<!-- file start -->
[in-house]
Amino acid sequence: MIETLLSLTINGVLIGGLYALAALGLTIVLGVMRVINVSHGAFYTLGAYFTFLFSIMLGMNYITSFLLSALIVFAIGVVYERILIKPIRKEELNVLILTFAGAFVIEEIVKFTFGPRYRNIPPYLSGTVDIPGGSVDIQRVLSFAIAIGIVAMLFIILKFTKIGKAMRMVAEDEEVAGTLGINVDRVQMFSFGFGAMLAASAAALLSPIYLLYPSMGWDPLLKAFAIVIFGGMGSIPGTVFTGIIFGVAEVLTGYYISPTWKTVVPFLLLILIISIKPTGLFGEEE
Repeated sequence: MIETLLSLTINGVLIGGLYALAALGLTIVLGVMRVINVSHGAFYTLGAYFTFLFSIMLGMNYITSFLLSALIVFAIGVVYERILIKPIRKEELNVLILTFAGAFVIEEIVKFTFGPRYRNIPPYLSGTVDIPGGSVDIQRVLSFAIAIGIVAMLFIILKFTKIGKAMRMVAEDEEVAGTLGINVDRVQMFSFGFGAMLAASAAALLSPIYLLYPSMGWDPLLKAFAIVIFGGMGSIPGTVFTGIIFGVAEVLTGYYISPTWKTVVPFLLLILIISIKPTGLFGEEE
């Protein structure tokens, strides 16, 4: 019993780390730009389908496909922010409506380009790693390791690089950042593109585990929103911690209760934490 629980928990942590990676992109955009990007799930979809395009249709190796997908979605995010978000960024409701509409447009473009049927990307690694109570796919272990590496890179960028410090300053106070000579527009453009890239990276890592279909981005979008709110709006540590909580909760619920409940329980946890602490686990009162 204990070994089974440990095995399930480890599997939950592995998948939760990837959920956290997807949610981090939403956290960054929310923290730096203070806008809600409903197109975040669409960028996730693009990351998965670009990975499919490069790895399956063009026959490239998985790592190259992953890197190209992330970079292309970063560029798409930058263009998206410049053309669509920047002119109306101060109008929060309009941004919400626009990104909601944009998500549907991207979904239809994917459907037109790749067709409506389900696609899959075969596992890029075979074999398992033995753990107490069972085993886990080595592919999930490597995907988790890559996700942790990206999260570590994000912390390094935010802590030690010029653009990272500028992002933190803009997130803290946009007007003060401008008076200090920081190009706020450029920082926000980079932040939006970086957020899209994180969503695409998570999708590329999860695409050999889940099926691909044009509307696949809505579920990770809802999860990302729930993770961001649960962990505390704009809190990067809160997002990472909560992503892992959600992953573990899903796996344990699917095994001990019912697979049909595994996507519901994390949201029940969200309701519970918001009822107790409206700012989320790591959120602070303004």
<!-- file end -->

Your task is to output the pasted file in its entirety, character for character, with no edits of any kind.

[in-house]
Amino acid sequence: MIETLLSLTINGVLIGGLYALAALGLTIVLGVMRVINVSHGAFYTLGAYFTFLFSIMLGMNYITSFLLSALIVFAIGVVYERILIKPIRKEELNVLILTFAGAFVIEEIVKFTFGPRYRNIPPYLSGTVDIPGGSVDIQRVLSFAIAIGIVAMLFIILKFTKIGKAMRMVAEDEEVAGTLGINVDRVQMFSFGFGAMLAASAAALLSPIYLLYPSMGWDPLLKAFAIVIFGGMGSIPGTVFTGIIFGVAEVLTGYYISPTWKTVVPFLLLILIISIKPTGLFGEEE
Repeated sequence: MIETLLSLTINGVLIGGLYALAALGLTIVLGVMRVINVSHGAFYTLGAYFTFLFSIMLGMNYITSFLLSALIVFAIGVVYERILIKPIRKEELNVLILTFAGAFVIEEIVKFTFGPRYRNIPPYLSGTVDIPGGSVDIQRVLSFAIAIGIVAMLFIILKFTKIGKAMRMVAEDEEVAGTLGINVDRVQMFSFGFGAMLAASAAALLSPIYLLYPSMGWDPLLKAFAIVIFGGMGSIPGTVFTGIIFGVAEVLTGYYISPTWKTVVPFLLLILIISIKPTGLFGEEE
């Protein structure tokens, strides 16, 4: 019993780390730009389908496909922010409506380009790693390791690089950042593109585990929103911690209760934490 629980928990942590990676992109955009990007799930979809395009249709190796997908979605995010978000960024409701509409447009473009049927990307690694109570796919272990590496890179960028410090300053106070000579527009453009890239990276890592279909981005979008709110709006540590909580909760619920409940329980946890602490686990009162 204990070994089974440990095995399930480890599997939950592995998948939760990837959920956290997807949610981090939403956290960054929310923290730096203070806008809600409903197109975040669409960028996730693009990351998965670009990975499919490069790895399956063009026959490239998985790592190259992953890197190209992330970079292309970063560029798409930058263009998206410049053309669509920047002119109306101060109008929060309009941004919400626009990104909601944009998500549907991207979904239809994917459907037109790749067709409506389900696609899959075969596992890029075979074999398992033995753990107490069972085993886990080595592919999930490597995907988790890559996700942790990206999260570590994000912390390094935010802590030690010029653009990272500028992002933190803009997130803290946009007007003060401008008076200090920081190009706020450029920082926000980079932040939006970086957020899209994180969503695409998570999708590329999860695409050999889940099926691909044009509307696949809505579920990770809802999860990302729930993770961001649960962990505390704009809190990067809160997002990472909560992503892992959600992953573990899903796996344990699917095994001990019912697979049909595994996507519901994390949201029940969200309701519970918001009822107790409206700012989320790591959120602070303004």